NEIL SHARKEY: I think they were about as lucky as my description of the action makes them sound. So that same ground fire that brought down Sly was still being held up at the aircraft circling above them. And, you know, could have just as easily taken them down. And I guess the American helicopter,  first American helicopter is a case in point of that. And we can also see from the previous episode, you know, a few weeks before when Meggs was himself shot down, if he had been wounded in any way, you know, by bullets or cannon shell or shrapnel, it's probably doubtful that he would have had the presence of mind to be able to crash land the plane or even bail out of it, you know, or even, you know, he may have been killed out right as his plane was struck by ground fire. So, very lucky, very lucky.

LAURA THOMAS: And am I right in saying the first incident, he actually didn't know whether he'd landed on enemy territory or not?

NEIL SHARKEY: Yeah, yeah. Because that section of the battlespace where he was was right on the frontier between the two opposing forces. So the front line at this point was just a little bit north of Seoul.

LAURA THOMAS: We mentioned that we have Keith's flying suit on display. You said it's not very tall. He wasn't a very tall man. But what are some other features of this suit?

NEIL SHARKEY: Oh, yeah, it's, it's a great thing for the Shrine to have on display. For any visitors looking at it, they will see a real evolution from you know, earlier flying suits that we have on display from the First and Second World War. It's a lot more modern looking than some of those others. It consists of a jumpsuit like sort of overall jumpsuit with a what's called an escape and evasion vest. And with like a life preserver over the top of that. The survival vest is is really interesting. It's actually American in design and, and you can see that when, when the life preserver is off, there's an American Airforce markings on the vest. And the reason for that is, at this time, the equipment that was used by American service personnel was just far superior to kind of the the stuff that Australians were wearing, or went into the combat wearing. It was just a lot more modern, just more ergonomic, just better designed and built. The vest itself is just really tremendous thing, it's like a fishing jacket. It's got lots of little pockets. And in each of the pockets are just little useful things that would help you in the event that you're shot down behind enemy lines. So there's like a survival guide book. There's a mosquito net you know if you have to make a little Hutch for the night and you know you need to be protected from insects. There's emergency signal mirror, bottles of Halazone, which is like a water purification tablet. Yeah, just it just has these things ready to go. So because in the Korean War, if you came down behind enemy lines, and there was no one to help you, you're in a lot of trouble because the North Koreans and the Chinese did not treat United Nations pilots with kid gloves, I'll tell you that. At this stage of the war, when the frontlines were very fixed, a very large percentage of the United Nations prisoners that were taken were airmen, because they were the only ones that were routinely crossing deep into enemy territory. I mean, I'm not saying that soldiers weren't captured by the enemy, but they were usually not as far behind their own lines. It was easier for them to get back generally speaking than it was for a pilot who was shot down.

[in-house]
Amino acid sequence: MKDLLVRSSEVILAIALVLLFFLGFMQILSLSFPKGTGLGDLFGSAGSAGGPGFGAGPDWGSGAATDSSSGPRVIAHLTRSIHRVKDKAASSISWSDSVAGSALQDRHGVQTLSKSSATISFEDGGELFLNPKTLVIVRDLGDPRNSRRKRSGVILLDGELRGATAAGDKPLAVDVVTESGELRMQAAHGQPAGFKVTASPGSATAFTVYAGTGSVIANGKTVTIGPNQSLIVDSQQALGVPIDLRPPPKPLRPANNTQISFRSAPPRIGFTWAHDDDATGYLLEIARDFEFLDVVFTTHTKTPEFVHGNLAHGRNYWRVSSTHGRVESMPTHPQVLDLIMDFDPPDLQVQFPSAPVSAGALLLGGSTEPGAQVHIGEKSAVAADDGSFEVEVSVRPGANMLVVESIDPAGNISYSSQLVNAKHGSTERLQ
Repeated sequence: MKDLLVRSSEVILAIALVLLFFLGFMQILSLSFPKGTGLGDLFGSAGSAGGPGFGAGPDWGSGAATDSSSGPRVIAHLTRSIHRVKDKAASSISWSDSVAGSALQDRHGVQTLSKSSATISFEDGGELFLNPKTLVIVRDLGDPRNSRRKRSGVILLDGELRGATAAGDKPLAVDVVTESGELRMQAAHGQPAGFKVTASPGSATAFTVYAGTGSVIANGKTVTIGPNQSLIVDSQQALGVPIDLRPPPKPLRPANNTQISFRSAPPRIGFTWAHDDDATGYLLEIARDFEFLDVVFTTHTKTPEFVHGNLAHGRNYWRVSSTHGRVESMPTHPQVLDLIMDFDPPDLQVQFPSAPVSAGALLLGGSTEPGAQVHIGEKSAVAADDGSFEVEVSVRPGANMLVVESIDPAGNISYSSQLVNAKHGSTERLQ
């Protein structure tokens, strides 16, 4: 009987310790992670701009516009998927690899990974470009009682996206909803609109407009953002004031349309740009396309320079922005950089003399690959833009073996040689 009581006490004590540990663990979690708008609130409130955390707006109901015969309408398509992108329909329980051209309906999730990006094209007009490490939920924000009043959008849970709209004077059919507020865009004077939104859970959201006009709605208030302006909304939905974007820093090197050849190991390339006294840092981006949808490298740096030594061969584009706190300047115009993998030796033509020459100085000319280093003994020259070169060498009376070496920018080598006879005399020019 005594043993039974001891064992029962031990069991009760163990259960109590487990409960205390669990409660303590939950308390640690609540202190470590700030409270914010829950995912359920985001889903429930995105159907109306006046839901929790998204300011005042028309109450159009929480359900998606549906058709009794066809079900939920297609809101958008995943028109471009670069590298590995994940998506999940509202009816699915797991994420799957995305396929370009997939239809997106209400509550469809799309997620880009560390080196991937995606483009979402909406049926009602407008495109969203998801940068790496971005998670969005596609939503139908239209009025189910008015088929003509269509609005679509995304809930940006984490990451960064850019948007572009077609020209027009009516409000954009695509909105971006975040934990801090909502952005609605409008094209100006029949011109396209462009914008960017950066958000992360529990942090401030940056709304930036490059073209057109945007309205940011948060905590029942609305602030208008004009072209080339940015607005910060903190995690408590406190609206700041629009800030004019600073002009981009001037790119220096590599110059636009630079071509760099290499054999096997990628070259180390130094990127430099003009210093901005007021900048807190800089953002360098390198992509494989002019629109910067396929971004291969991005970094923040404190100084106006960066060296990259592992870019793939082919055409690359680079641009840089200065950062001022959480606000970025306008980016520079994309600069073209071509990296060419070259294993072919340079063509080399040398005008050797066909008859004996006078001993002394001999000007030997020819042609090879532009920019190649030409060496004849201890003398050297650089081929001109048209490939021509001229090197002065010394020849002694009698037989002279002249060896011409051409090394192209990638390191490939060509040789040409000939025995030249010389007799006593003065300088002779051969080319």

LAURA THOMAS: So it was important for Keith to have these kinds of things on him. But how did he get his hands on it? Was it common that Australians would be purchasing things?

NEIL SHARKEY: Well, the story was that he made a trade with an American for a bottle of whiskey. And that's how he managed to get hold of this stuff. And that was really quite common at the time, because this American stuff was so much better than was typically, you know, or originally issued to the Australians anyway, the men often would, would trade and so forth until they got this stuff. And until the RAAF realised, oh, look, the stuff that we've given our guys is not really good enough, and then started being able to get it on mass from the Americans. And look, it usually wasn't an issue for the Americans anyway, they just had so much stuff, so it was just, you know, like, for them a bottle of whiskey was worth a lot more than something that they could just lift from the store. 

LAURA THOMAS: More than a fair trade. 

NEIL SHARKEY:  Yeah, I guess that's, that's what a good trade is, isn't it? You give up something that's not very valuable in the hope that we get something that's more valuable, I guess. 

LAURA THOMAS: And we know that Keith stayed in Korea until 1954. But what did he go on to do after his service in Korea?

NEIL SHARKEY: Well, as I mentioned before, Keith remained obsessed with aircraft for his entire life. He joined the Department of Civil Aviation as an air traffic controller before taking up freelance charter flying. And he did that for like 25 years. And by the end of his career, he had flown something like, almost 20,000 hours on 109 different aircraft. So you know, he was, it was really, whenever he had an opportunity to fly an aircraft he hadn't flown before he just jumped at it. He just really lived for it. He was a foundation member of the Aviation Historical Society of Australia, which was formed in 1959. And he was president of that organisation from 1988 to 2013. Over five decades, he compiled a full volume comprehensive history of 100 years of Australian aircraft building. So yeah, he just really right up until the time he died, which was not that long ago, he was just absolutely at the pulse of aircraft history in this country.

LAURA THOMAS: Lived and breathed it.

NEIL SHARKEY: Absolutely. 

LAURA THOMAS: So why should people come into the Shrine and see Keith's flying suit? 

NEIL SHARKEY: I mean, these Korean War era flying suits are not that common. For starters, there was only one ever Australian squadron that was involved in the conflict. So, A. But B, Keith was just such a, you know, I had the pleasure of meeting many times, he was just such a great character. He just lived and breathed aircraft. He loved the RAAF. He did everything he could to promote the memory of those pilots in Korea, and for the aircraft that they flew. And I think that the fact that he donated this flying suit to the Shrine, I think is just a tremendous privilege for the Shrine. And it's just wonderful to be able to share it with the people of Victoria.

LAURA THOMAS: Thank you so much, Neil, for sharing Keith's story.

NEIL SHARKEY: My pleasure. Thank you, Laura.

LAURA THOMAS: Thanks for listening to This episode of the Shrine Stories podcast. For more, search Shrine Stories on your preferred podcast platform. Otherwise, we'll see you next time.